Automakers worldwide are racing to bring to market the latest and greatest connected cars and investing in R&D to enable autonomous driving in the future. In fact, Ovum predicts that, by 2022 there will be 300 million cars on the road boasting different connected features.
Today, the ongoing development of connected vehicles and the continued expansion of the Internet of Things and globally connected devicesis changing the way consumers and manufacturers view the automobile.
Over the next five years, the expansion of “connected things” and the growth of new network standards, namely 5G, will trigger a major shift in the future of vehicles. As cars become more intelligent data collection points and communicate better with one anothera new era ofvehicle production will be born, as manufacturers focus on different types of vehicles for work and personal uses. “Work vehicles” will be focused on enabling the user to be as productive as possible in their mobile office, offering connection to make calls, check messages, and send emails while on the go. Meanwhile “family vehicles” will offer infotainment features to keep family members (parents and kids alike) connected and entertained while on long road trips.
As technology evolves, the automobile will become another platform in a multidevice world. The average connected car generates around 4TB of data each day, as vehicle sensors and personal devices generate ever-greater amounts of data, with insights producing personalized customer experiences and delivering targeted advertising and services.All the data collected will steer automakers’ future vehicle designs too, thanks to the wealth of data on drivers’ preferences at their fingertips.
Opening up New Business Models
The focus on the personalization of the in-car experience will open up new revenue generation opportunities for partners in the connected vehicle ecosystem.And mobile, wireless, location-based systems will create opportunities for dynamic-pricing, single-payment, and consumption-based models to become much more prevalent.
“Experience enablers” such as broadcasters, advertisers and analytics companies can leverage insights from vehicle data collection to offer drivers more customized and relevant services, enhancing both brand loyalty and the in-transit experience, while opening up new business opportunities for automotive manufacturers, allowing them to generate additional revenue through a range of value-add services with retailers, entertainment businesses, advertisers and insurers. .
For example, audio and video streaming platforms will offer audiences new ways to watch and consume content and ads. Seamless connectivity will also enable live streaming content to cars and eventually lead to the development of new media formats such as TV episodes and sports highlights tailored to specific journey lengths.
More advanced data capture also allows brands to make more customized and personalized offers to drivers – such as breakfast deals matching their previous purchases at their favorite coffee shop along their commute. Vehicles can also collect data on car usage and driver behaviour, which in turn helps with usage based insurance policies and assists fleet managers in remote decision-making based on driver performance.
The streaming and entertainment functions of the vehicle of the future will depend on the growth and adoption of 5G networks. While today’s vehicles rely on 4G, the much-hyped 5G standard carries the promise of greater reliability and speed. The next-gen network technology will be able to transport larger amounts of data at high speed with low latency. While 5G will offer huge improvements to the smartphone experience, it is essential to the future of connected cars. However, those benefits only extend as far as 5G network reach. Even with broad 5G coverage, moving cars will need to seamlessly connect to and change between different networks while driving across distances and borders.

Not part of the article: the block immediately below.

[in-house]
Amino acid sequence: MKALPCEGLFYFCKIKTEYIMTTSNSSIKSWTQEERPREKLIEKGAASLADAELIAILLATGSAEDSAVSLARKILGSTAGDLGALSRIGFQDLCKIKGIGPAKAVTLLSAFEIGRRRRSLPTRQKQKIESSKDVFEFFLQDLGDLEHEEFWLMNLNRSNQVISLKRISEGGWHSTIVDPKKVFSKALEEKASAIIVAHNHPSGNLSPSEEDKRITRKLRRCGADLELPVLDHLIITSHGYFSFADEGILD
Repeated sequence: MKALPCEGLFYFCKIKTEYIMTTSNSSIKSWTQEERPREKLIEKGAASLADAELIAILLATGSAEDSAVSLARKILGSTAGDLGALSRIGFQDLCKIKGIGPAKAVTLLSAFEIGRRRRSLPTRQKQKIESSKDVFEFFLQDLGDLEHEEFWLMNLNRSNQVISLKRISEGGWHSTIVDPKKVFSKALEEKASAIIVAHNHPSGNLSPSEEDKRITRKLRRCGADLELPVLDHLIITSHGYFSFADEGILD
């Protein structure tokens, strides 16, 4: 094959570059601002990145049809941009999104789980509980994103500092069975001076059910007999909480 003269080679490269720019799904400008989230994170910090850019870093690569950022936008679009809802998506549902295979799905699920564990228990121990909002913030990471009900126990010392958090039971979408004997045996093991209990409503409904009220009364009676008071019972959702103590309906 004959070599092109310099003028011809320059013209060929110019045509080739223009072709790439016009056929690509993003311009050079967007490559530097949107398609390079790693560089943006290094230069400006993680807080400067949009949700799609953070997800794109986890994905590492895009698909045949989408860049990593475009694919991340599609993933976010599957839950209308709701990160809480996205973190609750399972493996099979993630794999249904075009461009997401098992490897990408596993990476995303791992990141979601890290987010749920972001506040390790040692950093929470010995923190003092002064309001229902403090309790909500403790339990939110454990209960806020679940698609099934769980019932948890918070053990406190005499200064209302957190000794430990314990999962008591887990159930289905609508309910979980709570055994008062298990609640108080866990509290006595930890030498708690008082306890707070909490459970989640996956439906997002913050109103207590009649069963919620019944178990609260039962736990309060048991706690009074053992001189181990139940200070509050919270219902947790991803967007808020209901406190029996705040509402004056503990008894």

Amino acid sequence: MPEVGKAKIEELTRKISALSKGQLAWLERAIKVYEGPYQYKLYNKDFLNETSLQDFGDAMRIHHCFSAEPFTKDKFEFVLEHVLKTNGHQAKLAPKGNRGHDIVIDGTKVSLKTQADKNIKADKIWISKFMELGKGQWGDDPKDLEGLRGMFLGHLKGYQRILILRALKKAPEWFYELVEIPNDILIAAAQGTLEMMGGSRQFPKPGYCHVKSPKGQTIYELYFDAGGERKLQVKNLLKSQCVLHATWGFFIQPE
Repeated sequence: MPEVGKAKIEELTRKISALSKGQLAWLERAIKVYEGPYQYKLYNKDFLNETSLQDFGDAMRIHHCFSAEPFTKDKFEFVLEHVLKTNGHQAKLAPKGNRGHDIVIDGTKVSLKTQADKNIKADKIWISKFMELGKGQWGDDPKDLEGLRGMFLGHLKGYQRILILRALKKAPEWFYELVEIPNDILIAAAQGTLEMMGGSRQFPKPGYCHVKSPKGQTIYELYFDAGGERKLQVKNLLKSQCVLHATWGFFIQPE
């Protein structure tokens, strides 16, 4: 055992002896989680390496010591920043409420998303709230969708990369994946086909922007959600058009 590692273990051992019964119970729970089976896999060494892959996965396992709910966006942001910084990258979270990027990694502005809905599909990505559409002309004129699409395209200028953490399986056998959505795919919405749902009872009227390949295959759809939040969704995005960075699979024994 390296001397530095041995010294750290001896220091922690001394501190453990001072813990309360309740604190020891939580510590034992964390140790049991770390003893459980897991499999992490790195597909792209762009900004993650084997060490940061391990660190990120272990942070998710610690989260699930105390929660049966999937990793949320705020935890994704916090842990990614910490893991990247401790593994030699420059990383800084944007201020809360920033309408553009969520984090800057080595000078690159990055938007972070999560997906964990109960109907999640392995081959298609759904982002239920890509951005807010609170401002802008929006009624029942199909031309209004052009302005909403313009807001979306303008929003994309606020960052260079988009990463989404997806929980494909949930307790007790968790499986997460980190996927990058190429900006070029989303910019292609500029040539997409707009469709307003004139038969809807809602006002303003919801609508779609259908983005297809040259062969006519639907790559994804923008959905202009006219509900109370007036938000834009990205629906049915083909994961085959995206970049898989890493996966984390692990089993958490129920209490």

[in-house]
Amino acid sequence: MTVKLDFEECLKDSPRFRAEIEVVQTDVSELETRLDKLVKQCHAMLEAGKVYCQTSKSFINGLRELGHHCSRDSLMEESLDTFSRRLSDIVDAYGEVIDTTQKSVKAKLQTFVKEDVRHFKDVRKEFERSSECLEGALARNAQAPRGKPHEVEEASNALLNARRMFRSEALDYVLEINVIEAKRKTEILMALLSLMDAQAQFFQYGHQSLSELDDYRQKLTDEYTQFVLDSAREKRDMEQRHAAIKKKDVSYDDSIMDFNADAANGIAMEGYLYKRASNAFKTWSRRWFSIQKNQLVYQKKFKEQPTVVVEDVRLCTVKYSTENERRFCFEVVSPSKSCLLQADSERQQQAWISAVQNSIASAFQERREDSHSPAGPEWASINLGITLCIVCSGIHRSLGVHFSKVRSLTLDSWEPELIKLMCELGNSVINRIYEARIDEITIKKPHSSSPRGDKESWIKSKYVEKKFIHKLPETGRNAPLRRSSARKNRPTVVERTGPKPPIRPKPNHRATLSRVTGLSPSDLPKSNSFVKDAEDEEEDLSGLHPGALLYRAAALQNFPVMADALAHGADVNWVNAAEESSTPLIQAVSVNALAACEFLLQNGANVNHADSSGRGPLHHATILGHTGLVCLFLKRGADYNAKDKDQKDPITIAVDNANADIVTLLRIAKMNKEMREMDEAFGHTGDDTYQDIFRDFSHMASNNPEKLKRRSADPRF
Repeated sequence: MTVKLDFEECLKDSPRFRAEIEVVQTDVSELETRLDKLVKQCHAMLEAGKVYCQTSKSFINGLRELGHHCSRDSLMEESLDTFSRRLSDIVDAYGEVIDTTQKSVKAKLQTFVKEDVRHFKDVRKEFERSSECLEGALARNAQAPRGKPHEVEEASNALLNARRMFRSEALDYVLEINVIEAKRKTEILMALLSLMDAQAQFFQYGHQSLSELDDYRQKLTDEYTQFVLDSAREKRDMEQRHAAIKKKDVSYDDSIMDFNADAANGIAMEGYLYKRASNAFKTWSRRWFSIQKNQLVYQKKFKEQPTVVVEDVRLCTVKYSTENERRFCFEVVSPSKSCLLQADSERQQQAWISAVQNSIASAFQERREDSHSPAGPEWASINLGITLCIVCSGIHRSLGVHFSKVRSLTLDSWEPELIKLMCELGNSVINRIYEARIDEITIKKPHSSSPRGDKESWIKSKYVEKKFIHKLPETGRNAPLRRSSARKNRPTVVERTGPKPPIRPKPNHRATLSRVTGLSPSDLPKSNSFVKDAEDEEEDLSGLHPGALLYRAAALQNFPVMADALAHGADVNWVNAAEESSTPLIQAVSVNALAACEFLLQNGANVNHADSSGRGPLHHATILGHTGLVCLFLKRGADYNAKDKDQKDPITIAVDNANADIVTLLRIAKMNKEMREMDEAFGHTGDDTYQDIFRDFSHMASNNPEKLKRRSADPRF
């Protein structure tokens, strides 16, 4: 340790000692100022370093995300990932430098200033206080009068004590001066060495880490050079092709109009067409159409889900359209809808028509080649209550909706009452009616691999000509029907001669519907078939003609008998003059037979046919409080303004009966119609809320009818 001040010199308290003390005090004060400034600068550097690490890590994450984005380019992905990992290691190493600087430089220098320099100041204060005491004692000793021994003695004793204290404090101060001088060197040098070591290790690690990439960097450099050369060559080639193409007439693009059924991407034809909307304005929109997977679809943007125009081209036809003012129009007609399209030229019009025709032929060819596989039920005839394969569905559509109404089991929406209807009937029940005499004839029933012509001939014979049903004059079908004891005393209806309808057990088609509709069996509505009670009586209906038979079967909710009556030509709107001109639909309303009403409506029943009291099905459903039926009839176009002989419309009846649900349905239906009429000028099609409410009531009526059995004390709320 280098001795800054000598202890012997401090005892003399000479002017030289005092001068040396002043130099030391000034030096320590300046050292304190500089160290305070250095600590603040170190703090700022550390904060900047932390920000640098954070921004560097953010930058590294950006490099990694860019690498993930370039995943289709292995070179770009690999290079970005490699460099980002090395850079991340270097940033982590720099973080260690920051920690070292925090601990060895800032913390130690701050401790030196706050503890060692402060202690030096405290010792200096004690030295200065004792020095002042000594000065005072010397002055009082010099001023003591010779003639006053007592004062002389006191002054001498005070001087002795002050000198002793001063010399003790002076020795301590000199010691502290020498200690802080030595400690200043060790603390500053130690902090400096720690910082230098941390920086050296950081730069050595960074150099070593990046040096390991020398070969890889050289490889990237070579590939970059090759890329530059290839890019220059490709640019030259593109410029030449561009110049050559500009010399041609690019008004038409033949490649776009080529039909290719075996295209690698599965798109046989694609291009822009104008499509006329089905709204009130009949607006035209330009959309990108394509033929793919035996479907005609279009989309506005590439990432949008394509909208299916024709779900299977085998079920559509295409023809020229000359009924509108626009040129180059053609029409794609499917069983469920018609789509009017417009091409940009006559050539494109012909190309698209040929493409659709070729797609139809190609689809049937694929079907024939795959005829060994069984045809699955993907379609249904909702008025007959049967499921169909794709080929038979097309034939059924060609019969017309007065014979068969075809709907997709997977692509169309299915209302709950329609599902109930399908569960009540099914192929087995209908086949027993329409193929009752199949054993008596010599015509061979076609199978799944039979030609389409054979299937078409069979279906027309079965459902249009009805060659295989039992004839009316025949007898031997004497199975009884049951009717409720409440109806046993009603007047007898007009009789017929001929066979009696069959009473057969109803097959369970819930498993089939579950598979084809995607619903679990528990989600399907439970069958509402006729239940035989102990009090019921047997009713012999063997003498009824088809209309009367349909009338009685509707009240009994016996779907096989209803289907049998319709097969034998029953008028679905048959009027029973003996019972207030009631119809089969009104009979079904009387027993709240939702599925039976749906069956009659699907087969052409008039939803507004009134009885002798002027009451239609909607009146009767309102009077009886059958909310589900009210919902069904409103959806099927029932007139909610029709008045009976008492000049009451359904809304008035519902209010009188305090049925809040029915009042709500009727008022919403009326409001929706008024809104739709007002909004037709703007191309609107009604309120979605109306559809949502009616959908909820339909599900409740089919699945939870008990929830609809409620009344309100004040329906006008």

A Connected Ecosystem
New technologies like eSIMs and 5G, vehicle-to-everything (V2X) solutions are creating an environment which is not just about how people communicate with cars, but how cars communicate with one another and the world around them. Integrating in-car IoT connectivity with other IoT-enabled services, from smart city systems to smart home applications, can enhance the driver’s experience further as well as improve safety and traffic flow.
Examples of this include a vehicle’s ability to communicate with infrastructure like cars, tolls and parking lots, quickly analyzing data to advise passengers of best routes and locations. Or, not having to worry about remembering to pay for parking, as your car will take care of the payment automatically when you arrive at a parking lot or drive off
Traffic conditions can also be analyzed and be reported to drivers promptly, allowing them to make decisions on which path they would like to take accordingly. It can possibly save time for the drivers and arrive at the destination sooner than anticipated. Not only will parking areas and road systems be transformed, congestion will be reduced, which will have a positive impact on the environment, especially air quality.
With connected cars shifting from science fiction to modern reality and autonomous cars coming into view, the automotive industry provides one of the best, yet most challenging examples of the potential of a global wireless network. The ability for a vehicle to connect with the outside world will undoubtedly enhance the driver and passenger experience and will create new service opportunities along the way.
Ultimately, the crucial thing is that more drivers are able to tap into the opportunities that IoT offers: seamless access to infotainment, predictive maintenance and navigation insights, not to mention the many way in which cars could communicate with the world around it. It will all make our roads safer and people’s lives easier too.
Edited by Ken Briodagh